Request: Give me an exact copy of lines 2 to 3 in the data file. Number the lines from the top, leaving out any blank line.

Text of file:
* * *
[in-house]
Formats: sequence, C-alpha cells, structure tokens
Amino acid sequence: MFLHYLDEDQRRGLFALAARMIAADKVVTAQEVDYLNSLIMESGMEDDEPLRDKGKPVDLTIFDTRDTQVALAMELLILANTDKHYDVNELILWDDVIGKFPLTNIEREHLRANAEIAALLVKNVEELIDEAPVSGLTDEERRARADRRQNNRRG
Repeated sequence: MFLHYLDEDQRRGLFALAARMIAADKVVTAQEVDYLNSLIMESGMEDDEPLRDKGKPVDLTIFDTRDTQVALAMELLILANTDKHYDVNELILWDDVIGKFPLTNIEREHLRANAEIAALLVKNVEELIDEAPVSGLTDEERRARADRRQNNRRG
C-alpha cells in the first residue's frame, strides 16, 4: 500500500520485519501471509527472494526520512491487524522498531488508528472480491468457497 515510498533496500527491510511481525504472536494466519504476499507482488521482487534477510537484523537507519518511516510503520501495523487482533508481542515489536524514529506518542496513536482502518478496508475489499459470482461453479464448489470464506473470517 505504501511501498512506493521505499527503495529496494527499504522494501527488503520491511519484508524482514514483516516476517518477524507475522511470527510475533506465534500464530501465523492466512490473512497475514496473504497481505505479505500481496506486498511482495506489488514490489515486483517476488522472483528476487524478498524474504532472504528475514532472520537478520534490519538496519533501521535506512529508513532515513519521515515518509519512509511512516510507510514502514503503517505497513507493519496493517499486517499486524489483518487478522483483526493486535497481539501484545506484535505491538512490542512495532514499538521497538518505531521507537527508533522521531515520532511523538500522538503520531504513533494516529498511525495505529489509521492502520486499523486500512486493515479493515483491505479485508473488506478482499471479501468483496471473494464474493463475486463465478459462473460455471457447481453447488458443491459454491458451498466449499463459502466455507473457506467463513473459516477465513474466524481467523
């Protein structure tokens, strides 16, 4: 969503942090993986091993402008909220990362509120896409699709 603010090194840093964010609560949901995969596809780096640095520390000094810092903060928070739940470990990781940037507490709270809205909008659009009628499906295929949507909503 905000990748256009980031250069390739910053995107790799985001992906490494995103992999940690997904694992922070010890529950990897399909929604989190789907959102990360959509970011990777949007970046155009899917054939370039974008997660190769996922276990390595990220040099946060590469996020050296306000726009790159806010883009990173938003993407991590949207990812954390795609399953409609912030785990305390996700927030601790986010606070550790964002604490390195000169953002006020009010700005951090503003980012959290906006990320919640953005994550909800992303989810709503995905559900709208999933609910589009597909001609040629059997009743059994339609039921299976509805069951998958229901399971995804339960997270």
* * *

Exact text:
Formats: sequence, C-alpha cells, structure tokens
Amino acid sequence: MFLHYLDEDQRRGLFALAARMIAADKVVTAQEVDYLNSLIMESGMEDDEPLRDKGKPVDLTIFDTRDTQVALAMELLILANTDKHYDVNELILWDDVIGKFPLTNIEREHLRANAEIAALLVKNVEELIDEAPVSGLTDEERRARADRRQNNRRG